03:23 So what you want to do is make sure you explain the procedure to them but doctor will come in and you'll get a consent signed but what you're talking about is just as a nurse to the patient.

    03:36 Hey, let me tell you what's going to happen and what you can expect and I'll be right here with you in case you have any questions if you feel extremely uncomfortable.

    03:45 Just let me know and you talk them through it.

    03:48 That's Not the same as getting an informed consent.

    03:52 That's the physician scope of practice.

    03:55 My scope of practice as the nurse is to help them remain calm.

    04:00 Give them as much knowledge as they need to know what to expect so that will help them stay calm and focused and I always make great eye contact with my patients during a procedure so that they know someone is watching them and taking care of them.

    04:15 Sometimes we get into this bad habit or doing a procedure that forget that that's a human laying there and that is a person that you should still be interacting with, checking in on and seeing how they're feeling.

    04:29 Okay this is a cool graphic. I love this one.

    04:31 You're really familiar with it now, you see the liver the stomach, the intestines, the ocean of ascites, but look at that, we're going to stick a needle in their connected to tubing and you're going to drain that into a container.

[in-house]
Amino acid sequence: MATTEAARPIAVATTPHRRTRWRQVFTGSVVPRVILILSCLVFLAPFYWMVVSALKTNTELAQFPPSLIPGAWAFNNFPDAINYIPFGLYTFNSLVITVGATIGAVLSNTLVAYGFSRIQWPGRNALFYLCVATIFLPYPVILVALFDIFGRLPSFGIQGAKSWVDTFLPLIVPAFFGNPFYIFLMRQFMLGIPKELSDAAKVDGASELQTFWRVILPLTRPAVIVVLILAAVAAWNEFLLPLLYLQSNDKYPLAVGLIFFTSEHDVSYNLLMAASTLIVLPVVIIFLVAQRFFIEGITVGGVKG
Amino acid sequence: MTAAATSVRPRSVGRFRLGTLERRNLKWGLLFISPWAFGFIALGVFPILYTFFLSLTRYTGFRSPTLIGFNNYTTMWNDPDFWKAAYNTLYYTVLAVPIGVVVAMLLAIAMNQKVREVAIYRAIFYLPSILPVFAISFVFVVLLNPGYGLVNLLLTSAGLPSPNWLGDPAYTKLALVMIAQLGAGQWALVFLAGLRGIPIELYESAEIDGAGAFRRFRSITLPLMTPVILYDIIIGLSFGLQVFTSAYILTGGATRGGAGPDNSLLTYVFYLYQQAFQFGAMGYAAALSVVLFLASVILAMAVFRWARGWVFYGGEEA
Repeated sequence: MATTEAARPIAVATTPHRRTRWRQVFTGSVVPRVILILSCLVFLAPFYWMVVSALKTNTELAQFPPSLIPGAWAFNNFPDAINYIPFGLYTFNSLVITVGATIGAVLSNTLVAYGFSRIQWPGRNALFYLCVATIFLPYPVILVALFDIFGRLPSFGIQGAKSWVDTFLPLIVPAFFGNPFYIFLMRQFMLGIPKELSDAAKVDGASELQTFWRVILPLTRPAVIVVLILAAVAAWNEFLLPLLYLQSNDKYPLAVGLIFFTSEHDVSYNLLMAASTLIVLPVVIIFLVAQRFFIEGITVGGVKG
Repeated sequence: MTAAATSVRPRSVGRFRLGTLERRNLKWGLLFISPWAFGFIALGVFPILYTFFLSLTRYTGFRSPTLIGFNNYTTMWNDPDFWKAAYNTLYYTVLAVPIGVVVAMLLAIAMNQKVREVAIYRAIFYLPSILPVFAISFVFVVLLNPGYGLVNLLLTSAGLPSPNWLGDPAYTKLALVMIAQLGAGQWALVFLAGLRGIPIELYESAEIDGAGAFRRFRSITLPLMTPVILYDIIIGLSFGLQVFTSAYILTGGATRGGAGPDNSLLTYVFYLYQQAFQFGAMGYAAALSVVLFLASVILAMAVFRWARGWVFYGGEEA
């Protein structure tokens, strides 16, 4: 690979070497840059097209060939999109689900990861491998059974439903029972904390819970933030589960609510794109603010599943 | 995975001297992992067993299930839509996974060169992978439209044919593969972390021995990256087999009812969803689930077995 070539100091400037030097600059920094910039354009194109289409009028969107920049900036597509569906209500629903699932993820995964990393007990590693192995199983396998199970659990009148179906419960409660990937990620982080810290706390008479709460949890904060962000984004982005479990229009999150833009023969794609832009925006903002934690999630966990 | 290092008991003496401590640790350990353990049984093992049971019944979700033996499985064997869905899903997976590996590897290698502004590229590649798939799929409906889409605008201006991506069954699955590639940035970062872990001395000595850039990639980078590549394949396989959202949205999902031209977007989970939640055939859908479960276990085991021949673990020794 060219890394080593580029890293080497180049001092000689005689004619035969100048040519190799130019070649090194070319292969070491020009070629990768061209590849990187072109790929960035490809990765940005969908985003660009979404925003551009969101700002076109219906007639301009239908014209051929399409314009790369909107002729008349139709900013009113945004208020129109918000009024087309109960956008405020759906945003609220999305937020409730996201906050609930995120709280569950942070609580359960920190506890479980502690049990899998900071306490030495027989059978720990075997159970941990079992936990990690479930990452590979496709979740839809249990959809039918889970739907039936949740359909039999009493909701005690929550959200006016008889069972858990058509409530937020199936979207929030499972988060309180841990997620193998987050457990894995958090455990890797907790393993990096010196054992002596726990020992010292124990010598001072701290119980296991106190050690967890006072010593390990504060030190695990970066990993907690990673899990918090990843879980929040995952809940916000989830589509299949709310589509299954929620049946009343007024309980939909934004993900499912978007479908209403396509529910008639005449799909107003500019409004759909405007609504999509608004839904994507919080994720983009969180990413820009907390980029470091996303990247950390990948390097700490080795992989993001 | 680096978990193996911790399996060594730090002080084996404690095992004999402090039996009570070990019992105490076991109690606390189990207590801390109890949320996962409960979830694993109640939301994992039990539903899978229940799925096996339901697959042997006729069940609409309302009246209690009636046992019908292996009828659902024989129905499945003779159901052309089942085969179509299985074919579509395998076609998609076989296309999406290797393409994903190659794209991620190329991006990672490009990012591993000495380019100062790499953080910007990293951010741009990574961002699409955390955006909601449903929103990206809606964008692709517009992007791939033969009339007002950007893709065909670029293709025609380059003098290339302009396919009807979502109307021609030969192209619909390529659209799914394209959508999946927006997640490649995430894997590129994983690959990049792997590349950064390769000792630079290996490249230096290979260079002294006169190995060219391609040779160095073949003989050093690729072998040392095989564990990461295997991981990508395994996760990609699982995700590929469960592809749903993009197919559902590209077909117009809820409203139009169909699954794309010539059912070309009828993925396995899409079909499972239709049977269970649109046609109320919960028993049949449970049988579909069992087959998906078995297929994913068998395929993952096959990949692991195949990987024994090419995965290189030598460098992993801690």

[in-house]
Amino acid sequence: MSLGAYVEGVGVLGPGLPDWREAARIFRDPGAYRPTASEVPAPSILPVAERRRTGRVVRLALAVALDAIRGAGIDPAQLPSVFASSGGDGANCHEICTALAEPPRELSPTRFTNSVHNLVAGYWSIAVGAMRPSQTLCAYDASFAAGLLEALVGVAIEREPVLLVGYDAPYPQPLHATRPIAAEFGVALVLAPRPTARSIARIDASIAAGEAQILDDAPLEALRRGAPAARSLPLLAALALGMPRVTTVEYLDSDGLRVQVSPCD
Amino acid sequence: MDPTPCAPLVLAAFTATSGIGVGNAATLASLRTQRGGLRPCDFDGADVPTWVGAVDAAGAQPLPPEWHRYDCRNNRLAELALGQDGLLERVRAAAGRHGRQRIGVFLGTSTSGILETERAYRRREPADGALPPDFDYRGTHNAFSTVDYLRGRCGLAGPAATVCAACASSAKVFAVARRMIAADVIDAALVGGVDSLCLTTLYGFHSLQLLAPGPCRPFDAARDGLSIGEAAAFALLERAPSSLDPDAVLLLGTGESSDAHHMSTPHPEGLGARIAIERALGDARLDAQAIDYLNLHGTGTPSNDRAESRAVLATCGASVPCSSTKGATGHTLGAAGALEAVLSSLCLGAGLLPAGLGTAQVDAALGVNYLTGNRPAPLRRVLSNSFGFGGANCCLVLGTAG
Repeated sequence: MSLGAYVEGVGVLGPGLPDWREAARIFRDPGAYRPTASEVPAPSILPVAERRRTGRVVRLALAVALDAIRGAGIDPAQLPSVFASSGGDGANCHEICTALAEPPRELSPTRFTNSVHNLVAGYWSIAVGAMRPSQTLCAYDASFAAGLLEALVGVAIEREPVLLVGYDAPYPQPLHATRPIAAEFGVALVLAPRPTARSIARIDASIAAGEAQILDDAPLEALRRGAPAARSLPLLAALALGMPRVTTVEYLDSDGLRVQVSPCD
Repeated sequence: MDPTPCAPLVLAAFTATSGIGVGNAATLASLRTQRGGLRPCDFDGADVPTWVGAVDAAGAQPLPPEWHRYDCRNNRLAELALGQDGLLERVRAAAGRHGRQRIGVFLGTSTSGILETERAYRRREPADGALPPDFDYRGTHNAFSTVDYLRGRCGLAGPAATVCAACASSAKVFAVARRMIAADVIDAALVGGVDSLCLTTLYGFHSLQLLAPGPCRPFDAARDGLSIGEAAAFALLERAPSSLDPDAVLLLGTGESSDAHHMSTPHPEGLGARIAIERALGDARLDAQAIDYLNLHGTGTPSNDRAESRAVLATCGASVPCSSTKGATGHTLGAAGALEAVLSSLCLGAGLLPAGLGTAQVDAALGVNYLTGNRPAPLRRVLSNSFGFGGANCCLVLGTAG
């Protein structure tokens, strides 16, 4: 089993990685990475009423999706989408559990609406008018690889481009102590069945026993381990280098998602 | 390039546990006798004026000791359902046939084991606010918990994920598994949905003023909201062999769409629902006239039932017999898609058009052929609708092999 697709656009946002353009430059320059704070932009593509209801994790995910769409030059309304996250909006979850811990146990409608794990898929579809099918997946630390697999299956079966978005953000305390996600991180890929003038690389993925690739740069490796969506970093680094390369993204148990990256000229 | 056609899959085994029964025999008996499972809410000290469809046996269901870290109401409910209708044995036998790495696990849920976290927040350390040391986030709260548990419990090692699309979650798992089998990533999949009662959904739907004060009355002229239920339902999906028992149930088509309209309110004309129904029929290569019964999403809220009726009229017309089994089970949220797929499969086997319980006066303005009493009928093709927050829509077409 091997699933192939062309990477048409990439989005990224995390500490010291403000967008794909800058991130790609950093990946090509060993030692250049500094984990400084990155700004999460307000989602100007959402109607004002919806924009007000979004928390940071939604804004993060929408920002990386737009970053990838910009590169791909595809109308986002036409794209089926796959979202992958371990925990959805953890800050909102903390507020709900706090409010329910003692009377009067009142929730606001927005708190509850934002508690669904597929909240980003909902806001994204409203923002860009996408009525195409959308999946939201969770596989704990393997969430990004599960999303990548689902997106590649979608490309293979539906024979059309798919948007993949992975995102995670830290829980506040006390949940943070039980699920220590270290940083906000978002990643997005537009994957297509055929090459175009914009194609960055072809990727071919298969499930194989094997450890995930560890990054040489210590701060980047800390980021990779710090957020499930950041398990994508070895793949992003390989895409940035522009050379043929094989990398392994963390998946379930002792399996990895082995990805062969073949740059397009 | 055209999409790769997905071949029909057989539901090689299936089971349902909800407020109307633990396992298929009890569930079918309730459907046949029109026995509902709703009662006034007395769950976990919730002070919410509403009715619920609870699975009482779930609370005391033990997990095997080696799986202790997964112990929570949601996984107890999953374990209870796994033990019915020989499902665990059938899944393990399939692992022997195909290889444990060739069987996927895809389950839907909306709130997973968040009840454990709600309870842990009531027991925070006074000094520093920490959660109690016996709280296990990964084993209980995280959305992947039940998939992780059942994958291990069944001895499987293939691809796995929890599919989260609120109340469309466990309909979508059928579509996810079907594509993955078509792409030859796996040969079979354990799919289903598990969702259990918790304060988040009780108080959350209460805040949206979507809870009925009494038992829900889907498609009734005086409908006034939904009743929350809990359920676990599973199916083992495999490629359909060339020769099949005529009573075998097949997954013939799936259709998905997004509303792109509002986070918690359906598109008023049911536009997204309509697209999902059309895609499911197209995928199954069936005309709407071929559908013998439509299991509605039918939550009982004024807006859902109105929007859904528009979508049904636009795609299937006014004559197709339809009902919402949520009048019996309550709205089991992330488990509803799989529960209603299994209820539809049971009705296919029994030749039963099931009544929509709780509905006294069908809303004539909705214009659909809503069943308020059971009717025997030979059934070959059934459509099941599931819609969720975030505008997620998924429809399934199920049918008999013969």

04:46 Okay that's important for you to know.

    04:48 We're going to stick the needle in there to penetrate the skin and get into the fluid and then it's going to drain through this tubing into a container.

    04:57 Doesn't matter what the container looks like.

    04:59 It'll look different at every facility.

    05:01 You just get the concept.

    05:03 You're going to pierce the skin stick the needle right into where the fluid is, then we're going to connect tubing to it so it can drain.

    05:13 Keep in mind when you're removing fluid.

    05:16 You think you want to do it quickly to get this over or should you do it slowly.

    05:21 Yeah, slowly, nice and slowly.

    05:26 Because if I pull fluid out, that patient is really at risk for circulatory collapse and when I say that I mean, their blood pressure tanks, now, we've got a much bigger problem.

    05:39 So fluid is drained over a period of minutes up to a few hours depending on how much is being withdrawn how stable or unstable the patient is.

    About the Lecture

    The lecture Therapeutic Paracentesis – Management of Ascites (Nursing) by Rhonda Lawes is from the course Liver Cirrhosis (Nursing).

    Included Quiz Questions

    1. Empty their bladder
    2. Not eat or drink anything for 8 hours
    3. Take a muscle relaxant medication
    4. Have a CBC blood test drawn
    1. A large-bore needle is inserted into the abdomen
    2. A drainage catheter is connected to the needle
    3. Fluid drains into the container over minutes to a few hours
    4. A large-bore needle is inserted into the back
    5. Fluid drains into the container for no longer than 5 minutes
    1. The client's ascites is unresponsive to diuretics and low sodium diet
    2. The client ascites is responsive to treatment
    3. The client's ascites in non-refractory
    4. The client prefers not to be hospitalized

    Author of lecture Therapeutic Paracentesis – Management of Ascites (Nursing)

     Rhonda Lawes

    Rhonda Lawes